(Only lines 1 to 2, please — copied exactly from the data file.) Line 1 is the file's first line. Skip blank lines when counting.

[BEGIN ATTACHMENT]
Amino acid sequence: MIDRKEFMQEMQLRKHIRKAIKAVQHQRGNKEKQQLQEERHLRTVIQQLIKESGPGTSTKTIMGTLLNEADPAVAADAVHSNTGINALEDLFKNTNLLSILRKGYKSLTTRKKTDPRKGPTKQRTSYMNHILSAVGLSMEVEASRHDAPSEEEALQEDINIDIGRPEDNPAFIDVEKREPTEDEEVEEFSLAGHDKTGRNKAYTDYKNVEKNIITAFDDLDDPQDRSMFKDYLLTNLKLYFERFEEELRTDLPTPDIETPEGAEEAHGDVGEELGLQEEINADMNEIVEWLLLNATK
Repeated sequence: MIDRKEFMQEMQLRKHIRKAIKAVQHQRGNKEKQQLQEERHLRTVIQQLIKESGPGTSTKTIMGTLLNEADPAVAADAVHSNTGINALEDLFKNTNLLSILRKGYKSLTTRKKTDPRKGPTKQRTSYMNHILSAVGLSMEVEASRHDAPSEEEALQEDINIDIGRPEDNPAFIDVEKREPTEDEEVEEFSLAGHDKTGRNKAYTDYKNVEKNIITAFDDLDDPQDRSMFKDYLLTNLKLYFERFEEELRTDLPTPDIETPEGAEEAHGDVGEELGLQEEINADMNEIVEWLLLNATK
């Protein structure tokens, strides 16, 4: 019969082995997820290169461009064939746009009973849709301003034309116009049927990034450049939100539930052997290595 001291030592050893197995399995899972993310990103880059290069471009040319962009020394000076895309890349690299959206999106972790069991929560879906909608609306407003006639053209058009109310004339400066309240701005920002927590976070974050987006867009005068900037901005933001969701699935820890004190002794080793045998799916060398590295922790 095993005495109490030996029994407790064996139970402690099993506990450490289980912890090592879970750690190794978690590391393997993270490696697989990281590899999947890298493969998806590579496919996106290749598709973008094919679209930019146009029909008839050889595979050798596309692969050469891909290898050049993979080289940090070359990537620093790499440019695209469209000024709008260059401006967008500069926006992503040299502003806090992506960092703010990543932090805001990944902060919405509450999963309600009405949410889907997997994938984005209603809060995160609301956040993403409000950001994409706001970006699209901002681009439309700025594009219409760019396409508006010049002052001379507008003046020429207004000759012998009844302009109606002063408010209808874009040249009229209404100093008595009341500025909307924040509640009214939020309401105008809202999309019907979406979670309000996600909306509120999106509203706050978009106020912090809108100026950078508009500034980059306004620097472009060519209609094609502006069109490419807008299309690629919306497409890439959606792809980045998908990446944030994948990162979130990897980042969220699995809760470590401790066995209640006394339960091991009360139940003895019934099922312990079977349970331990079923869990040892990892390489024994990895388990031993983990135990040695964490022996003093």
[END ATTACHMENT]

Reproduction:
Amino acid sequence: MIDRKEFMQEMQLRKHIRKAIKAVQHQRGNKEKQQLQEERHLRTVIQQLIKESGPGTSTKTIMGTLLNEADPAVAADAVHSNTGINALEDLFKNTNLLSILRKGYKSLTTRKKTDPRKGPTKQRTSYMNHILSAVGLSMEVEASRHDAPSEEEALQEDINIDIGRPEDNPAFIDVEKREPTEDEEVEEFSLAGHDKTGRNKAYTDYKNVEKNIITAFDDLDDPQDRSMFKDYLLTNLKLYFERFEEELRTDLPTPDIETPEGAEEAHGDVGEELGLQEEINADMNEIVEWLLLNATK
Repeated sequence: MIDRKEFMQEMQLRKHIRKAIKAVQHQRGNKEKQQLQEERHLRTVIQQLIKESGPGTSTKTIMGTLLNEADPAVAADAVHSNTGINALEDLFKNTNLLSILRKGYKSLTTRKKTDPRKGPTKQRTSYMNHILSAVGLSMEVEASRHDAPSEEEALQEDINIDIGRPEDNPAFIDVEKREPTEDEEVEEFSLAGHDKTGRNKAYTDYKNVEKNIITAFDDLDDPQDRSMFKDYLLTNLKLYFERFEEELRTDLPTPDIETPEGAEEAHGDVGEELGLQEEINADMNEIVEWLLLNATK